Cultural references[edit]

Titanic-sinks-new-york-times-thumb.jpg

The episode references the front page of The New York Times on April 15, 1912, reporting the sinking of the RMS Titanic.

The title of the episode is an allusion to the 1994 movie Reality Bites.[6] Gil Gunderson is based on Jack Lemmon's portrayal of Shelley Levene in the 1992 film Glengarry Glen Ross.[3] Snake sets up a wire across a road to decapitate Homer as he drives by. The wire is supplied by "Acme", after the brand of equipment used by Wile E. Coyote to try and stop Road Runner in the Looney Tunes cartoons.[3] When Ned Flanders explains to Marge that they were painting Todd's room red, Todd starts saying "Red room, red room" and moves his finger, like the character of Danny does in The Shining.[2] When Lionel Hutz reads the list of wrecked items to Marge, it is a tribute to the Lethal Weapon movies.[3] The newspaper front page reporting the "Jealous Jockey Murders" carries the statement "Mrs. Astor safe" beneath the headline. This is a reference to the front page of The New York Times on April 15, 1912, reporting the sinking of the RMS Titanic three days earlier whilst assuring that "Ismay safe, Mrs. Astor maybe".[7]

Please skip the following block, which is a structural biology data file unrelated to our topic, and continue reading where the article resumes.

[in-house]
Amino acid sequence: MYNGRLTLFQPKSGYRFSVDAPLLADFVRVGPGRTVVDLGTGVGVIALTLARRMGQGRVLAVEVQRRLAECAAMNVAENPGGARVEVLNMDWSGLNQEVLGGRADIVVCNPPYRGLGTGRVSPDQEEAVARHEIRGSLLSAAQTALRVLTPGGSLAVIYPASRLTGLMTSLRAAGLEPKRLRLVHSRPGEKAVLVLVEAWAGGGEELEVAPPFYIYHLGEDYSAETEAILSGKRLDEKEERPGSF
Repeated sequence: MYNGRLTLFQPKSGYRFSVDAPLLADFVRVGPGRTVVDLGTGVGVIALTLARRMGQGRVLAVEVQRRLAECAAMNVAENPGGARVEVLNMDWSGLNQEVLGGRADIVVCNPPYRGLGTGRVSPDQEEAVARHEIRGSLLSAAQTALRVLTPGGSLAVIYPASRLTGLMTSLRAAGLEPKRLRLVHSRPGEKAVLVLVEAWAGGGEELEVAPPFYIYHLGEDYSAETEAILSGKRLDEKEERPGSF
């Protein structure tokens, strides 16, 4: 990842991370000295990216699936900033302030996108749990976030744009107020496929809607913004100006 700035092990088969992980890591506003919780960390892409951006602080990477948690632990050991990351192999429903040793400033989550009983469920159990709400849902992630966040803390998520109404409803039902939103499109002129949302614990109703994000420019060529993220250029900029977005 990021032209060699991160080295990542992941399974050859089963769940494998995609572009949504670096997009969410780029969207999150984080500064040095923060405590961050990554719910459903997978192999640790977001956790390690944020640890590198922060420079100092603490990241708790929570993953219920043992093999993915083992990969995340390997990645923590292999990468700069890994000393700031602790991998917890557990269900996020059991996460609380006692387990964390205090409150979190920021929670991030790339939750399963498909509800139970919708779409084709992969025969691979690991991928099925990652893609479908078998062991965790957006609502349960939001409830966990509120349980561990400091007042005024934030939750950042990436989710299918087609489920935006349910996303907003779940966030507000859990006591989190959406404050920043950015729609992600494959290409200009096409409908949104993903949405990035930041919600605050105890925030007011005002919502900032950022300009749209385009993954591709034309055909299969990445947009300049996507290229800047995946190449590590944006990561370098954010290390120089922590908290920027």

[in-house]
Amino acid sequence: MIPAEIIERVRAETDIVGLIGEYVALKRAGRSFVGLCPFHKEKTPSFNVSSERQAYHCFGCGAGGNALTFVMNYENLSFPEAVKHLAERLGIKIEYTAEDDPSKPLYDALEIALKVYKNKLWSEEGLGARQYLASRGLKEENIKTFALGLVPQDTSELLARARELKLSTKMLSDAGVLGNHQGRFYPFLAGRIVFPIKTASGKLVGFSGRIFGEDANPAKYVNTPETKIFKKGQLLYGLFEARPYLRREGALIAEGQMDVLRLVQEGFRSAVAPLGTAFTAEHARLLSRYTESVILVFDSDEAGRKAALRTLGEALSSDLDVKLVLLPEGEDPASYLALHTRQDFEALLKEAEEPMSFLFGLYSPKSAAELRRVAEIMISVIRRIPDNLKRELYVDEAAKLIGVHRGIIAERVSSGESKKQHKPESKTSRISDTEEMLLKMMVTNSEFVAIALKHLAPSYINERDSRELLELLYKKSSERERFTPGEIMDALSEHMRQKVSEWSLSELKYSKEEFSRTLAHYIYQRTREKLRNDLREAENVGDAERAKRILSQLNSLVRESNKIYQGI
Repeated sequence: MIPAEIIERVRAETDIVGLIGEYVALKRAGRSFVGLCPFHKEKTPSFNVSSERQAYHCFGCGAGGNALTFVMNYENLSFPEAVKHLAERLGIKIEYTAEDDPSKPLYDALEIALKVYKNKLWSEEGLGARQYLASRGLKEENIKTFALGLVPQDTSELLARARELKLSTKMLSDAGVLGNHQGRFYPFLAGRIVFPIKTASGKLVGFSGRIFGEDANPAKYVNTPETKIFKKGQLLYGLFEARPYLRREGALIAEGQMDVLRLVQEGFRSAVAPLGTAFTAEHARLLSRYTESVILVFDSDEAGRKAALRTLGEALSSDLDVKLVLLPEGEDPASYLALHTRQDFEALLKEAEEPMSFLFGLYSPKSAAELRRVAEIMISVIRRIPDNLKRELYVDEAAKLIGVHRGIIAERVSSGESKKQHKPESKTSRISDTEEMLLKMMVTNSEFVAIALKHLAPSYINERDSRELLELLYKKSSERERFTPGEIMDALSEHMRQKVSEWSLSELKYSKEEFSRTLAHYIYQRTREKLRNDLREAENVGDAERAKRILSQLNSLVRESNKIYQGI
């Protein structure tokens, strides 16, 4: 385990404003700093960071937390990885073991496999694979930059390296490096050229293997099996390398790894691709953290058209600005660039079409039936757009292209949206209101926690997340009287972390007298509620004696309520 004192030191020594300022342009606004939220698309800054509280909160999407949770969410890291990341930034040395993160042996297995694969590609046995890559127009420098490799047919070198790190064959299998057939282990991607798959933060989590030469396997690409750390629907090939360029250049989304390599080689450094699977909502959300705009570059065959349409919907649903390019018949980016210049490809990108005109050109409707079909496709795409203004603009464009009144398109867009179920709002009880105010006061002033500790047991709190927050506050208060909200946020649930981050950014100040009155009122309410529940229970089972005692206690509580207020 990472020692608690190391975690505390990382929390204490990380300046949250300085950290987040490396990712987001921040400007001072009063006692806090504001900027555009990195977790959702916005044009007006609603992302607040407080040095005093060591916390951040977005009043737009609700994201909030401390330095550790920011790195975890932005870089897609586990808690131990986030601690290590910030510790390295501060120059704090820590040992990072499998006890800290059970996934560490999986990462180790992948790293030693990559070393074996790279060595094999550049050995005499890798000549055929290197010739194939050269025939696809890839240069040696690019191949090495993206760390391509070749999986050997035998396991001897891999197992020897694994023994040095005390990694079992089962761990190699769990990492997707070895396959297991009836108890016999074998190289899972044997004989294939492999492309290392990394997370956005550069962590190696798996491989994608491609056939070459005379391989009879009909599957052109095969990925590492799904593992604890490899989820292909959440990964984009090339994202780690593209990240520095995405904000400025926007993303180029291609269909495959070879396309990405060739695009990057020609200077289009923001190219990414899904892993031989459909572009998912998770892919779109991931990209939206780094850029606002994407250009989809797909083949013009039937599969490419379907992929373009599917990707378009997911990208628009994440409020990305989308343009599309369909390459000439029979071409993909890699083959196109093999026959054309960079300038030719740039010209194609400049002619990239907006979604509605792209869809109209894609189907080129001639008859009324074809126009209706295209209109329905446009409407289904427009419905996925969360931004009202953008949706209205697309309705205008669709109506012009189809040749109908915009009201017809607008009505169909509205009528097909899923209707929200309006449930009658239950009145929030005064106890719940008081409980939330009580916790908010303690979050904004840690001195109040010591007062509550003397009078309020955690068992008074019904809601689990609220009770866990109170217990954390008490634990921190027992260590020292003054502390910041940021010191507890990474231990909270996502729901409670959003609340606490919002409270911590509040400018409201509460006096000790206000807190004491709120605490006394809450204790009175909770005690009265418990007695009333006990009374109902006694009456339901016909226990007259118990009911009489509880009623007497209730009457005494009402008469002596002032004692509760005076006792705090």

Reception[edit]

In its original broadcast, "Realty Bites" finished 21st in ratings for the week of December 1–7, 1997, with a Nielsen rating of 10.8, equivalent to approximately 10.6 million viewing households. It was the third highest-rated show on the Fox network that week, following The X-Files and King of the Hill.[8]

The authors of the book I Can't Believe It's a Bigger and Better Updated Unofficial Simpsons Guide said, "A simple but enjoyable romp, with the final few minutes in the Murder House particularly funny. Best thing though is the introduction of the hapless Gil, destined to always be a ray of light in any episode!"[2] The episode is featured in a special 2003 DVD compilation called The Simpsons: Risky Business, along with "Marge Gets a Job", "Deep Space Homer", and "Homer the Smithers".[9]

References[edit]